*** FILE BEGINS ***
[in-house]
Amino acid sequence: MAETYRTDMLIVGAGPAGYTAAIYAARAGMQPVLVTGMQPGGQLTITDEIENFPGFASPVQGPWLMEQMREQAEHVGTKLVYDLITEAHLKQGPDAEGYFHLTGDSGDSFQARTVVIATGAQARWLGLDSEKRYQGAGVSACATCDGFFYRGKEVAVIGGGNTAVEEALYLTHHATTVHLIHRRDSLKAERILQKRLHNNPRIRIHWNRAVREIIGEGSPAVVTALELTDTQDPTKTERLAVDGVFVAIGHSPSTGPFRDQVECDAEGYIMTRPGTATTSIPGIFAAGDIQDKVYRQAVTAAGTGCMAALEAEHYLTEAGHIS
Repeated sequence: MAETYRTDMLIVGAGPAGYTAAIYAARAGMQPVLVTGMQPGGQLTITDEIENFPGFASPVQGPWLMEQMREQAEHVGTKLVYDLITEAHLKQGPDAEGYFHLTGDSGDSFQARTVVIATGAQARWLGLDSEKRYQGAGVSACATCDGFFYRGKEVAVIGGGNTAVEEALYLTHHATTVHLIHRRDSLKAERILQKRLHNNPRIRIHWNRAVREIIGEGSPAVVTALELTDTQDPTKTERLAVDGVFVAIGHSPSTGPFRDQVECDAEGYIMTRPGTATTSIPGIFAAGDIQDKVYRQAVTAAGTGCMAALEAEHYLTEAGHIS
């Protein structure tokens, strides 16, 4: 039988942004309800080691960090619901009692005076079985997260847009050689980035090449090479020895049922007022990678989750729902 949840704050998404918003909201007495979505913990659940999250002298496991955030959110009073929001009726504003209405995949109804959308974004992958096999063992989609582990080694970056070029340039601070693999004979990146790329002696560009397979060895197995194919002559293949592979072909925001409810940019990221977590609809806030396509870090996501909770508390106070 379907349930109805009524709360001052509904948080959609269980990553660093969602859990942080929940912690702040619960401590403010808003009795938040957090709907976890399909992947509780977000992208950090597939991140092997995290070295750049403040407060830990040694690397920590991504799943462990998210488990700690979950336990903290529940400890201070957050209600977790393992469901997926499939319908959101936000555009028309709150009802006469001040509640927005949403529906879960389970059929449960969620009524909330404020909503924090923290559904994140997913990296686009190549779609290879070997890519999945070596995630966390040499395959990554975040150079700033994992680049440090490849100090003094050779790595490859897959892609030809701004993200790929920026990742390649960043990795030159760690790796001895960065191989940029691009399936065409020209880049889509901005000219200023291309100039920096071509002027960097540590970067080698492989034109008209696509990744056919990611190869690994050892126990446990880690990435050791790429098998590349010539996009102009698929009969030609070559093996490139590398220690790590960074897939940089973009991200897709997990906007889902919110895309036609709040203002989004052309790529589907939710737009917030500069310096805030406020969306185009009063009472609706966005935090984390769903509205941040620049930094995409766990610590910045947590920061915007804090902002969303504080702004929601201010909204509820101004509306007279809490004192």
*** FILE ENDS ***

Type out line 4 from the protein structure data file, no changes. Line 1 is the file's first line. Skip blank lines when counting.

């Protein structure tokens, strides 16, 4: 039988942004309800080691960090619901009692005076079985997260847009050689980035090449090479020895049922007022990678989750729902 949840704050998404918003909201007495979505913990659940999250002298496991955030959110009073929001009726504003209405995949109804959308974004992958096999063992989609582990080694970056070029340039601070693999004979990146790329002696560009397979060895197995194919002559293949592979072909925001409810940019990221977590609809806030396509870090996501909770508390106070 379907349930109805009524709360001052509904948080959609269980990553660093969602859990942080929940912690702040619960401590403010808003009795938040957090709907976890399909992947509780977000992208950090597939991140092997995290070295750049403040407060830990040694690397920590991504799943462990998210488990700690979950336990903290529940400890201070957050209600977790393992469901997926499939319908959101936000555009028309709150009802006469001040509640927005949403529906879960389970059929449960969620009524909330404020909503924090923290559904994140997913990296686009190549779609290879070997890519999945070596995630966390040499395959990554975040150079700033994992680049440090490849100090003094050779790595490859897959892609030809701004993200790929920026990742390649960043990795030159760690790796001895960065191989940029691009399936065409020209880049889509901005000219200023291309100039920096071509002027960097540590970067080698492989034109008209696509990744056919990611190869690994050892126990446990880690990435050791790429098998590349010539996009102009698929009969030609070559093996490139590398220690790590960074897939940089973009991200897709997990906007889902919110895309036609709040203002989004052309790529589907939710737009917030500069310096805030406020969306185009009063009472609706966005935090984390769903509205941040620049930094995409766990610590910045947590920061915007804090902002969303504080702004929601201010909204509820101004509306007279809490004192």